For you, it is officially time to panic. Father's Day is almost here and, for the umpteenth year in a row, you have no clue what to get the big lug.
And the big lug himself is of no help in this matter, of course.
So emotionally numb is he from all the horrible Father's Day gifts he's received in the past - the matching mustard-color tie and pocket square, the ceramic "World's Greatest Dad" coffee mug that looks like it was kiln-fired by third-graders during art class, the gag T-shirts that say "Dad: the Walking ATM" - that when you ask what he wants, he gives you that thousand-yard stare and waves a hand wearily in the air and answers: "Whatever."
God, couldn't you just whack him sometimes?
But maybe we can help. Clearly, what every dad needs in this frenzied, go-go-go world is a little rest and relaxation.
And what better way for the big guy to de-stress than in a backyard hammock swaying gently in the evening breeze, a tall glass of ice tea or adult beverage perched happily on his gut, beeper turned off, the Orioles on the radio and not yet in need of their bullpen?
So as a public service for Father's Day, we went out and tested a variety of hammocks in different styles and price ranges.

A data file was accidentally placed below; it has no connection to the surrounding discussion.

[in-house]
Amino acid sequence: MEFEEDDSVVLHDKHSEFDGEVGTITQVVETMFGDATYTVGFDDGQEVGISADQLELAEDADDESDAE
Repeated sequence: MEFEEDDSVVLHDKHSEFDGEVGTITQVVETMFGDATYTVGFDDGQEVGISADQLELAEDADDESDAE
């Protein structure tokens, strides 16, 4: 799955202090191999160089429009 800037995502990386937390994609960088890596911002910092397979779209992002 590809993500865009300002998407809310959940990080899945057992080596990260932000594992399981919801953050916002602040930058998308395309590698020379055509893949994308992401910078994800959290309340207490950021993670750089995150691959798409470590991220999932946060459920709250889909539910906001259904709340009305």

(This, by the way, was done at considerable personal risk, since it turns out that you can actually kill yourself getting in and out of a hammock. In fact, immediately following two different hammock testings, one at a Sunny's store and the other in front of several alarmed shoppers at Valley View Farms in Cockeysville, we were barely able to rise to our feet without the assistance of paramedics. But more on that later.) What follows is a look at some popular hammocks found in area stores, from the least expensive models to the high-end jobs with all the bells and whistles, including what we consider to be the Rolls-Royce of the hammocks we tested:
It's generally thought that hammocks date back at least 1,000 years to Peruvian and Brazilian Indians, who first wove theirs from the bark of the hamack tree and called them hamacas.
This cost the Peruvian and Brazilian Indians next to nothing, and if you still want a hammock at next-to-nothing prices, we found one at Wal-Mart that sold for as little as $8.95.
In the interest of full disclosure, we were afraid to test this model, fearing it might be so flimsy that one end might snap and drive us head-first into the back deck, setting in motion a lifetime of headaches and memory problems.
Instead, we bought a nylon double hammock from Ozark Trail at Wal-Mart that sold for $16.95.
On the box, there was a picture of an attractive young couple in their 20s snuggling in the hammock. But upon unfurling the hammock, we became convinced that two people could fit in it comfortably only if both were recent victims of a sustained famine or, barring that, Keebler Elves.
The hammock itself, once we secured it between two trees - what, you expected a stand, too, at that price? - was not uncomfortable.